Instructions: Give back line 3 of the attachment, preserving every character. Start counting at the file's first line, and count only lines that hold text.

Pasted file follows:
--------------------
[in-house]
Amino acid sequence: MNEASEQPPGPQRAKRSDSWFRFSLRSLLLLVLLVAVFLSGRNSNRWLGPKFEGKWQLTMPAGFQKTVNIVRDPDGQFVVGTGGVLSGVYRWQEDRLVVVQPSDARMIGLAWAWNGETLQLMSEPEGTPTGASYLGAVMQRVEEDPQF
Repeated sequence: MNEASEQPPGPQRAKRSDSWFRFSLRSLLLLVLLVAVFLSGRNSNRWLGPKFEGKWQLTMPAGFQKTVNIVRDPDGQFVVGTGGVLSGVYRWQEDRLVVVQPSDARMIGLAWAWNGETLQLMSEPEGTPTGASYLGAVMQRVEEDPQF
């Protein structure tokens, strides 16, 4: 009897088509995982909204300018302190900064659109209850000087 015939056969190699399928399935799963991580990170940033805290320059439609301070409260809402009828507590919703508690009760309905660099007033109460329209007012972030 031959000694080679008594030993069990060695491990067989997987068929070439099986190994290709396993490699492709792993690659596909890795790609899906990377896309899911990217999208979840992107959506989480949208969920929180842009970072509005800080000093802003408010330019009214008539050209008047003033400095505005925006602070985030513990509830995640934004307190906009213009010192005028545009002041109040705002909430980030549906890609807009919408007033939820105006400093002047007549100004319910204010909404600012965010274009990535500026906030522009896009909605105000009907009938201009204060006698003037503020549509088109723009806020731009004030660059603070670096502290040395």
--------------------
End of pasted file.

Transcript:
Repeated sequence: MNEASEQPPGPQRAKRSDSWFRFSLRSLLLLVLLVAVFLSGRNSNRWLGPKFEGKWQLTMPAGFQKTVNIVRDPDGQFVVGTGGVLSGVYRWQEDRLVVVQPSDARMIGLAWAWNGETLQLMSEPEGTPTGASYLGAVMQRVEEDPQF